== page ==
In the British prize cases, claimants, citizens of Sweden, were ordered to make discovery under an order or rule of the court similar in content to Rule 34 of the Federal Rules of Civil Procedure. See The Consul Corfitzon, supra, at 551n. (2). Claimants resisted, on the grounds that they were precluded by Swedish law from revealing information or opening their books to foreign powers. The court struck the claims, holding that neutral claimants must comply with the discovery requirements of the forum. While the substantive law administered by the prize court was international law, its practice and procedure were governed by the municipal law of the State from which the court derived its jurisdiction, and could not be modified by the municipal law of any other State. The Consul Corfitzon, supra. The court cannot accept the dictates of any municipal law other than its own as to what discovery ought or ought not to be insisted upon either generally or in any particular case. The Baron Stjernblad, supra. It is impossible for a court to allow its investigation of the truth of matters brought before it to be limited by the restrictions of the municipal law affecting one of the parties to the proceedings before it. The Kronprinzessin Victoria, supra. The refusal of a foreign government to permit discovery can make no difference to the court. Kronprinzessin Margareta, supra. A claim may be struck even though the other party has had inspection of many documents besides those relating to the particular matters in question and a different view of the order for discovery is taken by the claimant's government. The Antilla, supra. The neutral is as responsible for the actions of his own government as a cargo owner for the action of the master or crew of the vessel on which the cargo is shipped. The Baron Stjernblad, supra. If his position is anomalous, it certainly is not due to any defect in the practice of the court or the law it administers. Ibid. If an applicant is the subject of a foreign State and is precluded from giving the necessary information to the court, that is his misfortune. In re von Kantozow's Patent, supra. The rule is the same, whether it is left to his discretion by his government to make discovery and thereby violate his municipal law, as in The Antilla, supra, or whether there has been a direct prohibition by his government, as in The Baron Stjernblad, supra.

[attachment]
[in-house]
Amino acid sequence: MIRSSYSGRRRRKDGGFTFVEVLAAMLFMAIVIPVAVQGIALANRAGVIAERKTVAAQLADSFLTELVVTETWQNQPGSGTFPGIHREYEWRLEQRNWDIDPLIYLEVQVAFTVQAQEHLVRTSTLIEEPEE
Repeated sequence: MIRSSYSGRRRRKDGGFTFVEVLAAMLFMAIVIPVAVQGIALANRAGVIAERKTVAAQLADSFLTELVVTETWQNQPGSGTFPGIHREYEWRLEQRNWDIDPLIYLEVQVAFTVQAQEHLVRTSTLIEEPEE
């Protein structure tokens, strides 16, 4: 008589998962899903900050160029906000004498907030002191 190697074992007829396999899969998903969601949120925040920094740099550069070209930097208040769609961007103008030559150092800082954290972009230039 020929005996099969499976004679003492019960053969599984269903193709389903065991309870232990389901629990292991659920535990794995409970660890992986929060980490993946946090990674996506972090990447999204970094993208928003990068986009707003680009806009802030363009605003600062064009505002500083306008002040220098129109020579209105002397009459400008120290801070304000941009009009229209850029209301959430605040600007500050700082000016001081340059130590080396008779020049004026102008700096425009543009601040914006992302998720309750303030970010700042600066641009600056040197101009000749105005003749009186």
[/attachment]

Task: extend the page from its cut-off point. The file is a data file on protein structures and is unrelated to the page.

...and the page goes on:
Counsel for plaintiff cites Securities and Exchange Commission v. Minas de Artemisa, S. A., 9 Cir., 1945, 150 F.2d 215, for the proposition that a Federal Court of the United States will take into consideration the impact which the laws of a foreign country may have upon its orders, and will cut or prune them accordingly. That decision is not in conflict with the opinion of the court in this case. A federal court there ordered a corporation subject to its jurisdiction to produce in the United States books and records located in Mexico; the Court of Appeals ruled that the order had been improperly drafted, since the laws of Mexico prohibited their removal. The question before the court was one of accommodation and convenience, not of ultimate production. No secrecy laws were involved, production itself was not resisted; the required books and records could be inspected at the office in Mexico, authenticated copies could be furnished, and the Court of Appeals so directed.